The UN Security Council said in a statement on Wednesday that the world body would "temporarily relocate" military and civilian staff from Eritrea to Ethiopia in the interests of safety.
Last week, Eritrea ordered out peacekeepers from the US, Canada and Europe.
The decision affects some 180 military observers and civilian logistics staff, but the UN said on Thursday that roughly 20 extra staff from other nationalities would also be leaving. The deadline for their departure is Friday.
"It is confused," said one UN staff member when asked about the mood inside the so-called Green Building of the UN Mission in Ethiopia and Eritrea (UNMEE) in Asmara.
Jean-Marie Guehenno, the head of UN peacekeeping, arrived in Eritrea late on Monday in a last-ditch effort to resolve the crisis. But by Wednesday, he still had not had a meeting with Eritrean officials.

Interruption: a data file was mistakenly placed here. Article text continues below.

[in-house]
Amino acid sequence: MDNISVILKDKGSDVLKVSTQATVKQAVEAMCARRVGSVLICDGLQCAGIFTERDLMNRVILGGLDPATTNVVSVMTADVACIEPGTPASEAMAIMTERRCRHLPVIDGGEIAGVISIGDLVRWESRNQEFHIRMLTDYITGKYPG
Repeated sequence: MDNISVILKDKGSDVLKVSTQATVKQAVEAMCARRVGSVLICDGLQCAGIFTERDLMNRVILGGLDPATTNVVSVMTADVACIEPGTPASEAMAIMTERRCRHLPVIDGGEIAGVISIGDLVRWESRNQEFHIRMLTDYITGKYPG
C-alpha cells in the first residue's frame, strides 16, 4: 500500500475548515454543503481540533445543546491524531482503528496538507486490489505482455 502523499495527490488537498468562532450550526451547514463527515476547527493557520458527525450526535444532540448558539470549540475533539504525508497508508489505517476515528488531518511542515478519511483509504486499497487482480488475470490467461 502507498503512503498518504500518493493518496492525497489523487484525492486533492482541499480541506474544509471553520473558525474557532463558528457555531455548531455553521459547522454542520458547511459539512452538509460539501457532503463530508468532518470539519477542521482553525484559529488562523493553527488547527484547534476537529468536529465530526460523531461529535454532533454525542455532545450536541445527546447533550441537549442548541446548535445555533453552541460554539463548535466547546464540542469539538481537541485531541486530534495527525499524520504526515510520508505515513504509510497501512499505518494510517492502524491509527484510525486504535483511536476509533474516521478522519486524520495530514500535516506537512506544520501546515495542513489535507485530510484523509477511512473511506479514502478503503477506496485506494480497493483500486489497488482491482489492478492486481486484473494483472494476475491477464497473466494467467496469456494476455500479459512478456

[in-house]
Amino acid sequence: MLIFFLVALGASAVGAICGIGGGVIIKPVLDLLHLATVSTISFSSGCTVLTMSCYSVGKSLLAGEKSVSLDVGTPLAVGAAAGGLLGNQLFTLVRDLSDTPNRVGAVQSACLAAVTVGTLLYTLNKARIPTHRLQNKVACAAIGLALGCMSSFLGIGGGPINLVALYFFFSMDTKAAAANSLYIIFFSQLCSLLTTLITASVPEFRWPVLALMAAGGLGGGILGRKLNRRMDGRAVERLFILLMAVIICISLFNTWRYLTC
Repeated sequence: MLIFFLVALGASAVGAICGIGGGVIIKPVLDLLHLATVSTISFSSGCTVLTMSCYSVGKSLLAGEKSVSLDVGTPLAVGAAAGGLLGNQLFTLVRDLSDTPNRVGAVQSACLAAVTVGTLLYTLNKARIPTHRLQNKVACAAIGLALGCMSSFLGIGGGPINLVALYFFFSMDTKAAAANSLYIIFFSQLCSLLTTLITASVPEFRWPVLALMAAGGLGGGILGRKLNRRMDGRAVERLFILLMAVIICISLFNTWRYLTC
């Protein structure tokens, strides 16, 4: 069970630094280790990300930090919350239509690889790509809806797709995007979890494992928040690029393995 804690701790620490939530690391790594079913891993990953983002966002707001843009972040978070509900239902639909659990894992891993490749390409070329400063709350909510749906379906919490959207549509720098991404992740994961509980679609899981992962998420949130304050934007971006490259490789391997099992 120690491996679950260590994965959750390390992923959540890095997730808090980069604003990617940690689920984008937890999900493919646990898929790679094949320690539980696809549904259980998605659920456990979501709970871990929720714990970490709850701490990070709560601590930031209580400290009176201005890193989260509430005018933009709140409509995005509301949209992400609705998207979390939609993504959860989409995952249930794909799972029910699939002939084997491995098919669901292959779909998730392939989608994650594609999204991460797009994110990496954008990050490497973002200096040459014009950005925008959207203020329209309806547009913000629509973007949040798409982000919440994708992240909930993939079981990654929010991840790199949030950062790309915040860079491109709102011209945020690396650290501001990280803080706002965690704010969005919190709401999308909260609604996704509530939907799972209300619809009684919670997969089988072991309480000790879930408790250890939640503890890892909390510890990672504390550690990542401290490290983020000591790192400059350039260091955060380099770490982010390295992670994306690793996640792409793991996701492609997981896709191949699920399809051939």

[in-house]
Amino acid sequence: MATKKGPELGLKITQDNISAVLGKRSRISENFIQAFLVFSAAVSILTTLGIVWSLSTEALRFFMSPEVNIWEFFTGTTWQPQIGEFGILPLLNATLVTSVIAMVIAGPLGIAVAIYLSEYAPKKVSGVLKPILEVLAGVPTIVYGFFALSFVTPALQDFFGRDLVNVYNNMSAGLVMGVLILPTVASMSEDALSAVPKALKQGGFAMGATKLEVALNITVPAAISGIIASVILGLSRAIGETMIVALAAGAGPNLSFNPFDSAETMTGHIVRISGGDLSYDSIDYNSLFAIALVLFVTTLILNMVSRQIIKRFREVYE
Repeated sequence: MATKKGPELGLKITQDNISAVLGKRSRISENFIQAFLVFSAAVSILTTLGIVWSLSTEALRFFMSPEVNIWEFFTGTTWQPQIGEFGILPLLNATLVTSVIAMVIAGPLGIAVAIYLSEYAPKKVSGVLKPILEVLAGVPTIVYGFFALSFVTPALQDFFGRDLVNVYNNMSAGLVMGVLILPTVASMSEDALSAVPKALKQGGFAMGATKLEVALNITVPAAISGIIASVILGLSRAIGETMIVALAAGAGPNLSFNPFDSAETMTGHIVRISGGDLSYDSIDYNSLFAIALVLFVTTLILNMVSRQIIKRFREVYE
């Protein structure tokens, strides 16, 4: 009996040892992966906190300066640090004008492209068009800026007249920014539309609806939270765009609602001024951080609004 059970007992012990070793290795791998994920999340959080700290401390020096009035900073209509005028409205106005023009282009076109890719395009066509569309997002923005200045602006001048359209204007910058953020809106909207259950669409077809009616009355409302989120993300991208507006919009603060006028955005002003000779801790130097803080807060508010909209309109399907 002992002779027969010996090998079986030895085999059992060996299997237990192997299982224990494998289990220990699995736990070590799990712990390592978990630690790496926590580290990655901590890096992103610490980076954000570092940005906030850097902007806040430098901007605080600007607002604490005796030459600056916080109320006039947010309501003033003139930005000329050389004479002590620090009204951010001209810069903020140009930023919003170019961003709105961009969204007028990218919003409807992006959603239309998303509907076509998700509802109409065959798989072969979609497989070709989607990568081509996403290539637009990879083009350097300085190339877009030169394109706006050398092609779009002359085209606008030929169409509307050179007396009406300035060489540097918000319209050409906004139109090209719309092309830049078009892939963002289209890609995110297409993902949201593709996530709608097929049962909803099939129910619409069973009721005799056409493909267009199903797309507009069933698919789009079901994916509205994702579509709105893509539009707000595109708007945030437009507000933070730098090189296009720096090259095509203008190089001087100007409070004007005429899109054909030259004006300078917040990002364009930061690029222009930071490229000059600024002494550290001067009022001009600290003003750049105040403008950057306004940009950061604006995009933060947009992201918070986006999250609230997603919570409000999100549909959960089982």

The order for peacekeepers to leave within 10 days will stymie the UN operation to monitor the tense Eritrea-Ethiopia border, where a war killed 70,000 people between 1998 and 2000.
India and Jordan are the main
contributors to the UN force
The Eritrean move was widely viewed as a sign of frustration that the international community has done little to force Ethiopia to implement demarcation of their common border.
In a peace deal struck in 2000, the two countries agreed an independent commission would decide on where their border should be, but Ethiopia later rejected the ruling.
The Security Council's statement emphasised the "urgent need" for progress in implementing the commission's decision.
John Bolton, the US ambassador to the UN, said earlier that the council should consider withdrawing all the troops and questioned whether the operation should continue because Ethiopia, as well as Eritrea, was making unreasonable demands.
India and Jordan are the main contributors to the 3300-strong peacekeeping mission.